• 6 companies (Compass Group UK & Ireland, Sodexo, Lidl, Tesco, Sainsbury’s and Waitrose) have a target and disclose sales of fruit or vegetables across their business. 
  • Lidl and Sainsbury’s are the only retailers that have targets and report on both HFSS and fruit and vegetables sales and continue to be the leading companies overall within the sector. They are also the only companies in which formal accountability for the company’s nutrition targets lies with the CEO. 
  • We looked at how much a reasonably healthy packed lunch costs from five of the major retailers, finding that Tesco offer the best value, at £8.30 for a week’s worth of lunchbox items. Tesco was the only one of the five major retailers where the cost of healthy lunchboxes came down between August and October (from £8.39 to £8.30). 
  • Within the OOH sector, caterers and universities come out as the best subsectors on both health and sustainability.


  • Overall, the healthiness of OOH is still worse than supermarkets on health and sustainability. Perhaps unsurprisingly, within the OOH pubs and burger joints are the worst offenders on both accounts. 
  • Tank and Paddle (part of the Stonegate Pub Company) stood out for poorest performance on healthy food offerings. 
  • Chicken cottage and KFC had the highest percentage of main meals containing meat on their menus. 
  • The impact of Meal delivery Apps (MDAs), such as Just Eat, Uber Eats and Deliveroo, is still largely unknown due to lack of data collect and shared by them.  


Overall, more action from food businesses is needed on health and the environment. The climate and health crises require urgent changes to be made. Big companies have a responsibility to citizens to do all they can to help citizens eat more healthily and sustainably, especially as the cost of living crisis continues to amplify health inequalities, with low-income families being most affected. 

Specifically, UK food businesses should:

  • Measure and report on 3 key metrics to establish healthy and sustainable business portfolios and to help shift consumption patterns. These are: 
    • Have a target for and disclose % of sales of high fat salt and sugar (HFSS) foods 
    • Have a target for and disclose % of sales of fruit and vegetables 
    • Have a target for and disclose % of sales of types of protein (animal and plant)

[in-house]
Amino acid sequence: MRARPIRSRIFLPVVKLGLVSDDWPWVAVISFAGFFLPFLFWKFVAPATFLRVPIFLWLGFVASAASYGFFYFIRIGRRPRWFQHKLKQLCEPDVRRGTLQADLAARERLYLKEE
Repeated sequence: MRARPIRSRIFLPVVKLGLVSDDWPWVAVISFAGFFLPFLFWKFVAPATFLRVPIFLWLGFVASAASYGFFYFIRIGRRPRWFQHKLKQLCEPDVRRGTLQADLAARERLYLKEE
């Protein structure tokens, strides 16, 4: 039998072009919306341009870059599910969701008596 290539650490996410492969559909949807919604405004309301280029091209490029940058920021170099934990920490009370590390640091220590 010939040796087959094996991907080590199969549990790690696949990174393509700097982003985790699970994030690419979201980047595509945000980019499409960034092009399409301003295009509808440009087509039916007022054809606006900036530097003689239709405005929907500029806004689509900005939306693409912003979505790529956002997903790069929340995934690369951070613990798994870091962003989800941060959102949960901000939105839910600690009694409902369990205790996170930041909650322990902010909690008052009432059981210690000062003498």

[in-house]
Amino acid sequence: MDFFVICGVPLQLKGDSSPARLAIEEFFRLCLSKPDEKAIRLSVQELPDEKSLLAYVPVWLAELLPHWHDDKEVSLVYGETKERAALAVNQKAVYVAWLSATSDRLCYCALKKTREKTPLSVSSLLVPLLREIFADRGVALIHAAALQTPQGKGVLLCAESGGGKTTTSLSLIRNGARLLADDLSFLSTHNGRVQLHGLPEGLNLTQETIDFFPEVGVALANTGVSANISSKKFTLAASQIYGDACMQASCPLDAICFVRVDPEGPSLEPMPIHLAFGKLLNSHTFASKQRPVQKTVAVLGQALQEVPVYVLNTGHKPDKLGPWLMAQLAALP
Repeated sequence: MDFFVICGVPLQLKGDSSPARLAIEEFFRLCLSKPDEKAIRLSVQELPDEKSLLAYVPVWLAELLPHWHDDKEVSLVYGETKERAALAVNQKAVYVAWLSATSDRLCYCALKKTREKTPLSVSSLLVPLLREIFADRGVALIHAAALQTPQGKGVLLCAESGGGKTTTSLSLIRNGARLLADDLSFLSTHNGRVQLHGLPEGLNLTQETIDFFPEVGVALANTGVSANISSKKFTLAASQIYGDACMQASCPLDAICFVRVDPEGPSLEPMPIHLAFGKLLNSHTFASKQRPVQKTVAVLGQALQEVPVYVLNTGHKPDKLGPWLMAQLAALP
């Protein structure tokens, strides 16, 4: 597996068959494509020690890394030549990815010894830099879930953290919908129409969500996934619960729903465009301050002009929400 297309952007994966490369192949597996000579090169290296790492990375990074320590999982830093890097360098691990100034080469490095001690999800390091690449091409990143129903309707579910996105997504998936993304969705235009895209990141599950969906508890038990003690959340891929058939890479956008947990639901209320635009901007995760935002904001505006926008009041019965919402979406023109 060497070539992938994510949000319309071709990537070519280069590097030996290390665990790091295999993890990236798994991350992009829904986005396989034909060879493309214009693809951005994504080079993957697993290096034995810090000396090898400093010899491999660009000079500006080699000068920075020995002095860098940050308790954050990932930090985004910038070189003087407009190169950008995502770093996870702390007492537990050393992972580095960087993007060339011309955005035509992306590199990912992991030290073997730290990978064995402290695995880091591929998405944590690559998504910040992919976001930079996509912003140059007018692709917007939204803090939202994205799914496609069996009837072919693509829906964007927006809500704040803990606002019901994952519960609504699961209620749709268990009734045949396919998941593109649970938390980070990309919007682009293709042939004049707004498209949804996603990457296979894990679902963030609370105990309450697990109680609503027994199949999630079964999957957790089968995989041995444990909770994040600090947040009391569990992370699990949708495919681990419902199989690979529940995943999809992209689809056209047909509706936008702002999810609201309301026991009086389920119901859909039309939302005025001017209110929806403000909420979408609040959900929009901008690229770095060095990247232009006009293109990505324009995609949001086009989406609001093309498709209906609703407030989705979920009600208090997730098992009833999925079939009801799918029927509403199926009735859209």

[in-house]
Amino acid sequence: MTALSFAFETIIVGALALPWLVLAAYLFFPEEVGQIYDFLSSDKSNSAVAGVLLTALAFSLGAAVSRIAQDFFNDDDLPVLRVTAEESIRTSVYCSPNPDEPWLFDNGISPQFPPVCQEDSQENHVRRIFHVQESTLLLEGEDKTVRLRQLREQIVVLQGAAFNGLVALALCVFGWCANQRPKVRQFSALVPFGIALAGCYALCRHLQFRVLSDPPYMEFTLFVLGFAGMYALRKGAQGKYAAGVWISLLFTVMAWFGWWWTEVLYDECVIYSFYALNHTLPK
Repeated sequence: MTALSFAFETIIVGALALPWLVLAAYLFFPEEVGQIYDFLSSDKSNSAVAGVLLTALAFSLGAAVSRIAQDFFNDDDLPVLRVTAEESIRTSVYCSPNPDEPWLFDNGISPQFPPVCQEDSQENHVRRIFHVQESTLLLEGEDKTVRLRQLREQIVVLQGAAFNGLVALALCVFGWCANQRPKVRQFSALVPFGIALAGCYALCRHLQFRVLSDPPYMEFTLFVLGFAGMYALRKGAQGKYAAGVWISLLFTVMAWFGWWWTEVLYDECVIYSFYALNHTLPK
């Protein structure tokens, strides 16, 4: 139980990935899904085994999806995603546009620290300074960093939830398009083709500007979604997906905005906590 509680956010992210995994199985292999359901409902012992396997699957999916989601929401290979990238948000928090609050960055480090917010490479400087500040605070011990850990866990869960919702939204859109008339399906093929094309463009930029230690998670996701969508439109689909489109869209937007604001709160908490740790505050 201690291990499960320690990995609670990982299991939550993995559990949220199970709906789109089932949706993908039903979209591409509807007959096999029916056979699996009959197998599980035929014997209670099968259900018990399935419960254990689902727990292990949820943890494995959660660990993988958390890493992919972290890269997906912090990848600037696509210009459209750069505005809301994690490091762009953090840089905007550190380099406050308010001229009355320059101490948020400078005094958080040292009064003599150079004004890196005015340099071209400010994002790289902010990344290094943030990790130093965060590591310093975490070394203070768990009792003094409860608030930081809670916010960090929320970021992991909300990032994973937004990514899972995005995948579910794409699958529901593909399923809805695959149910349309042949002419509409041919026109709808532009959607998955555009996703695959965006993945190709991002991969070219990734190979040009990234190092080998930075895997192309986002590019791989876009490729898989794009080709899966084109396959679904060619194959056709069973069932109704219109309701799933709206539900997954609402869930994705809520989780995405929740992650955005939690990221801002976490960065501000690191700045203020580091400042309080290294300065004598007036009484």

• As well as setting targets and disclosing % of protein sales, companies need to put in place strategies to reduce meat consumption. These should be equally as ambitious as those set by sister companies in Germany and The Netherlands. At the same time, they should increase the availability of appealing plant-based options and make them more accessible by making them the same price, or cheaper, than animal source foods. 
  • Make more concerted efforts to ensure staple healthy food items are more affordable. They should commit to the Kids Food Guarantee, a set of actions which we think retailers (and manufacturers) should have in place as a minimum to support families facing food insecurity. 
  • Focus more of their advertising budgets on promoting foods that are good for people and planet, and less on those that aren’t.  
  • Put more pressure on the MDAs to be more transparent and share their data with researchers and other stakeholders to help to build a picture of what kind of food is being sold across different regions in the UK and enable the appropriate policies to be put in place. 
  • Take steps to ensure all their staff are paid properly and become accredited Real Living Wage employers.

Policymakers should:

  • Introduce mandatory reporting of sales weighted data to create a level playing field for businesses and signal its commitment to the healthy and sustainable diet agenda.

You can find the full State of the Nation’s Food Industry 2023 report here. For more insights on this report, sign up to our launch webinar on Thursday 30th November at 10.30am, and listen to our podcast episode which will explore its key themes (available from Friday 1st December).